Thursday, June 12, 2008

Book Review: What Would Barbra Do? How Musicals Changed My Life

Musicals, for most people, are a polarizing force. They are either something you love or completely despise (perhaps with the exception of shows such as Rent and Spring Awakening). What Would Barbra Do? How Musicals Changed My Life takes a look at both sides of the debate by tackling Emma Brockes's love-hate relationship with musical theatre. Part criticism, part theatre history, and part memoir, Brockes offers a refreshingly tart and (usually) unsentimental look at musicals and her evolving relationship with them. Although Brockes espouses some admittedly controversial views (at least for the average musical theatre lover), such as her dislike of both Rent and Grease, she presents her arguments in such a passionate and well-thought-out manner that it is hard to disagree with her logic even if you disagree with her sentiments.

While Brockes grew up in England (which has a richer theatrical history than the US), her views on musical theatre (a decidedly American art form) are understandable and probably familiar to most people. Brockes's introduction to musicals came from her mother, a person who figures prominently in areas of the book. Despite her initial dislike of musicals, she eventually realizes her affinity for them even as she mocks their inanities. For instance, she does a fabulous job showing just how ridiculous the average musical plot is; in one case, she notes that Seven Brides for Seven Brothers is about how "the women of a nineteenth-century town in Oregon respond to being kidnapped by hillbillies by singing."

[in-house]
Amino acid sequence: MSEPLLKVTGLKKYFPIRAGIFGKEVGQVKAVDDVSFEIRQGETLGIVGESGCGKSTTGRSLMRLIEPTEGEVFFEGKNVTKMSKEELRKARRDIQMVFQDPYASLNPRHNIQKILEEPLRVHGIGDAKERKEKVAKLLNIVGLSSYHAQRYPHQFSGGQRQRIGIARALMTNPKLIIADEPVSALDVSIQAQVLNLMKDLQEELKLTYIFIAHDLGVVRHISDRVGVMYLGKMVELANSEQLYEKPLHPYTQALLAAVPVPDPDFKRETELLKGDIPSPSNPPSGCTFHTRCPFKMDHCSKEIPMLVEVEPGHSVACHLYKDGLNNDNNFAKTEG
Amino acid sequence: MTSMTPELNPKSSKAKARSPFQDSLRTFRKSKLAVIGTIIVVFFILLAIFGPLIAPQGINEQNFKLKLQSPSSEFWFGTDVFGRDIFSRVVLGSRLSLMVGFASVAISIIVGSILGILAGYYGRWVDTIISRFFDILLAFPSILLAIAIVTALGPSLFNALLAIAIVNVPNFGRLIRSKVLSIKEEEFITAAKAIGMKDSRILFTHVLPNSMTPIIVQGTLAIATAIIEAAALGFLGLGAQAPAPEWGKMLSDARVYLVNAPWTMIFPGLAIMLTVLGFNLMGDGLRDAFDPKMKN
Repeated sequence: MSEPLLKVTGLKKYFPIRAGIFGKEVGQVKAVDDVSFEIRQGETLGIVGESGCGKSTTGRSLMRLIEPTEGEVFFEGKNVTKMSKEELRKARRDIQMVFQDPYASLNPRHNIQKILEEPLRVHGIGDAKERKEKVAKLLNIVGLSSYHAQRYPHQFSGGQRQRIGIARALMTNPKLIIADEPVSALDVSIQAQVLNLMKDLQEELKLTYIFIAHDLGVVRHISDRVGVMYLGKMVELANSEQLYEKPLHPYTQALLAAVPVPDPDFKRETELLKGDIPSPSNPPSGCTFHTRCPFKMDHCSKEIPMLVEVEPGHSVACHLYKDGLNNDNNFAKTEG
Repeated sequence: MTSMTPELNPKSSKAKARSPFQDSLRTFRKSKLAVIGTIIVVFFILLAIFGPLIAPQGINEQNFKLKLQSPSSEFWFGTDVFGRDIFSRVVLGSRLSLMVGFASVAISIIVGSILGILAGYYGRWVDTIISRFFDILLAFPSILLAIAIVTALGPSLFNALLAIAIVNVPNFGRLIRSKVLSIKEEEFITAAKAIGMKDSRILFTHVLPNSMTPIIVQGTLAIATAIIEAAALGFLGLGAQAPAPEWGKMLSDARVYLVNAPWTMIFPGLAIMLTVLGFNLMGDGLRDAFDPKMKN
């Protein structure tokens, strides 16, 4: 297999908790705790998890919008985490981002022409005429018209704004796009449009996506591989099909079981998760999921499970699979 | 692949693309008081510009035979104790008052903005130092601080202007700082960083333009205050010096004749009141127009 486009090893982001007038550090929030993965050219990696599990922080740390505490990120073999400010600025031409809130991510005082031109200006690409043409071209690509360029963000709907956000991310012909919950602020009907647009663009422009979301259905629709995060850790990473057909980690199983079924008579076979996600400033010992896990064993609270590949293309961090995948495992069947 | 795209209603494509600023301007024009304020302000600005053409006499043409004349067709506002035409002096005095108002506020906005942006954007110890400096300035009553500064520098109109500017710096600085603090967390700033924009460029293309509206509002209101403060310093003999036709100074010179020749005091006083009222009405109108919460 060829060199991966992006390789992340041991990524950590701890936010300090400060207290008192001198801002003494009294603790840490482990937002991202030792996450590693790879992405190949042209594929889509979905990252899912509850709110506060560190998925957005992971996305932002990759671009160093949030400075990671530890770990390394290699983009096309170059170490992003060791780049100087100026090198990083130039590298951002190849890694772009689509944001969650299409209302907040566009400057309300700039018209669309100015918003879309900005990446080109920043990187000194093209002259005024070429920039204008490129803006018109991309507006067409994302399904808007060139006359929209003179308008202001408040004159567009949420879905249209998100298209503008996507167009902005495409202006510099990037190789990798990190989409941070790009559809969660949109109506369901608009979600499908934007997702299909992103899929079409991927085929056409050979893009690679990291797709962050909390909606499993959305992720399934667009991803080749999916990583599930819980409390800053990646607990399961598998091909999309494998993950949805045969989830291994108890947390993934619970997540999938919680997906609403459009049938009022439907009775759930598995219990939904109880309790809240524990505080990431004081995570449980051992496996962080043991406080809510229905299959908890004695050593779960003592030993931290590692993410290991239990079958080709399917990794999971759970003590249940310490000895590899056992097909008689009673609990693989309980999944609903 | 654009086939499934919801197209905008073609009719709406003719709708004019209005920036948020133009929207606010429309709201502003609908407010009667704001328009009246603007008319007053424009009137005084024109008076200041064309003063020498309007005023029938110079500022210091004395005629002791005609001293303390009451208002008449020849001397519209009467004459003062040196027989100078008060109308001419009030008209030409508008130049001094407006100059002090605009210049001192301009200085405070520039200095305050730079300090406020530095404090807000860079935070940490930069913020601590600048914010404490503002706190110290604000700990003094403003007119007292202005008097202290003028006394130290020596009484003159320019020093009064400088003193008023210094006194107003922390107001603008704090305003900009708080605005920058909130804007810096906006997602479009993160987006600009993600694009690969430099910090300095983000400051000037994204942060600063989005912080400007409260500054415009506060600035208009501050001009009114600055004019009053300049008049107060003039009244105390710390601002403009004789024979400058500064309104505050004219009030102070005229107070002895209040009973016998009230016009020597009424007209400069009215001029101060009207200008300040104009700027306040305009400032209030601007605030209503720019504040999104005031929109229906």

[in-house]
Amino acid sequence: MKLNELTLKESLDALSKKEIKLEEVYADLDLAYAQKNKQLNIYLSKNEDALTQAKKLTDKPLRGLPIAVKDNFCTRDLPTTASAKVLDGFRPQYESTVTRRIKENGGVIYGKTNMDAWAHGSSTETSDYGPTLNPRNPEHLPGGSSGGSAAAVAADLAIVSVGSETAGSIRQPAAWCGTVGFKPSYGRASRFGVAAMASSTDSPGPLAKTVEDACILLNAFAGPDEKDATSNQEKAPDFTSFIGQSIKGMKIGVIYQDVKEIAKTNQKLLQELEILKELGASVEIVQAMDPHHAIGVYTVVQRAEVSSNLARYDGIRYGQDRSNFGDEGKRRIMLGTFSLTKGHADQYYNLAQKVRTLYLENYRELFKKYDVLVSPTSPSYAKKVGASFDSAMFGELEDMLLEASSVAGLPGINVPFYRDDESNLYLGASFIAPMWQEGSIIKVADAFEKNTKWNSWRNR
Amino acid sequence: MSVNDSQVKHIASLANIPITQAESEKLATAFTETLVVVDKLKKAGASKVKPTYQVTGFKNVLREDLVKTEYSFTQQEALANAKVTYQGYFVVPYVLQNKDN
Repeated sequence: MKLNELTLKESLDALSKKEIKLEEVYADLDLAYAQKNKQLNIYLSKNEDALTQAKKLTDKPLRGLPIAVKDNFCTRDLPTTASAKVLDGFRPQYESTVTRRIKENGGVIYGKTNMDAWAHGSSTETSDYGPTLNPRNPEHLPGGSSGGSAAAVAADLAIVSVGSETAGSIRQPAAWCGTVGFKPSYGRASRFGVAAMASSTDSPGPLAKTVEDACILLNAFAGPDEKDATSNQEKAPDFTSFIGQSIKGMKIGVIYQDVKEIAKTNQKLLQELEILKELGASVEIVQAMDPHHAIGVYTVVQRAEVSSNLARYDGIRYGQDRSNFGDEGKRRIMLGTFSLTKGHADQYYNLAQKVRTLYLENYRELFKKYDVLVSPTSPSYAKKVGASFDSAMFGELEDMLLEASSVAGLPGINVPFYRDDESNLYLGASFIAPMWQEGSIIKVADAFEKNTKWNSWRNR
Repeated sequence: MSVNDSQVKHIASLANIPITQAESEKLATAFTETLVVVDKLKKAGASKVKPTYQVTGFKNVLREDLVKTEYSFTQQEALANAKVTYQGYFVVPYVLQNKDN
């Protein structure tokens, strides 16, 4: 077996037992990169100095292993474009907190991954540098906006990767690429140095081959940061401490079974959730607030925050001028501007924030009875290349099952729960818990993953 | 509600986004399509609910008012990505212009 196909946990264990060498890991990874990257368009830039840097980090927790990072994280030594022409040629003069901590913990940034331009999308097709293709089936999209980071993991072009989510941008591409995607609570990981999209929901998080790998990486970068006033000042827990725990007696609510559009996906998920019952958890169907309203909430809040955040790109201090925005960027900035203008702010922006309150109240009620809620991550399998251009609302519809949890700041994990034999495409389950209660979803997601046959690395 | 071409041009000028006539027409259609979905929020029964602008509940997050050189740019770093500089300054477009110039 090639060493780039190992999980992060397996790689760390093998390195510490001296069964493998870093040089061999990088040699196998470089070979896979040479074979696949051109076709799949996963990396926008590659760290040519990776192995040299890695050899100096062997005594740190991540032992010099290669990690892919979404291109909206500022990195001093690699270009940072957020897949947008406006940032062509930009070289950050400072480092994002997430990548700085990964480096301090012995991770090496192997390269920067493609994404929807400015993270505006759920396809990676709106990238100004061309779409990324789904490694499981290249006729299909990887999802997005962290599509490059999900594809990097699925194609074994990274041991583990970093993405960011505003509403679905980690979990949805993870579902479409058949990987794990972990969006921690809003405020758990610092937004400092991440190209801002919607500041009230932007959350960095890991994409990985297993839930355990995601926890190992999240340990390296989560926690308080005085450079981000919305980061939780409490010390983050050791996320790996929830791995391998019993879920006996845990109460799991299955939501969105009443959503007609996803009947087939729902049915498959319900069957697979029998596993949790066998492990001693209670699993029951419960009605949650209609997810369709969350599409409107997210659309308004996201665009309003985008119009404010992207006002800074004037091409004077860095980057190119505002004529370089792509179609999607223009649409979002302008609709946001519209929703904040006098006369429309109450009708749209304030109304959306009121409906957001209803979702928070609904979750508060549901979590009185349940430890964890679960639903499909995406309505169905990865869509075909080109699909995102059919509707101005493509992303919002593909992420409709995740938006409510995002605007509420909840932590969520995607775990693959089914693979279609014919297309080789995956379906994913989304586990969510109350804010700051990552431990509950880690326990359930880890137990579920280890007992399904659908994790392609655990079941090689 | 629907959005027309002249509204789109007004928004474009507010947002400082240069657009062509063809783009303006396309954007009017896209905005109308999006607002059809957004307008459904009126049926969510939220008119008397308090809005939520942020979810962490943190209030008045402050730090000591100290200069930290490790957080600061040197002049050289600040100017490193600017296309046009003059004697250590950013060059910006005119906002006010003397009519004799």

What is particularly compelling about this book is that Brockes is able to simultaneously show the foibles musicals while illustrating how many of these shows are much deeper and less sentimental than many recognize. Her discussion on Mary Poppins is very nuanced and filled with some notable ideas in terms of the movie's adaptation of the P. L. Travers's story. However, Brockes's gift for showing her affection for her subject while pointing out the faults is at its peak when she discusses Barbra Streisand. Despite her admiration for Barbra, Brockes is quick to note some of Streisand's excesses, such as her self-aggrandizing turn in Yentl or the fact that Streisand sometimes sings trios with herself (by bringing in a child to play her younger self and having a playback on a screen) in concert.

What Would Barbra Do? is not perfect; some of the chapters seem repetitive and the organization is often fast and loose (to say the least). However, it is an enjoyable, entertaining, and often thoughtful look into musical theatre. By circumventing the adoring-fan route in favor of a more critical and sometimes satirical tone, Brockes allows readers to gain a greater understanding of musicals while also laughing at her trenchant remarks. I sincerely hope that Brockes writes a follow-up, if only to hear her insight into Legally Blonde the Musical and Spring Awakening.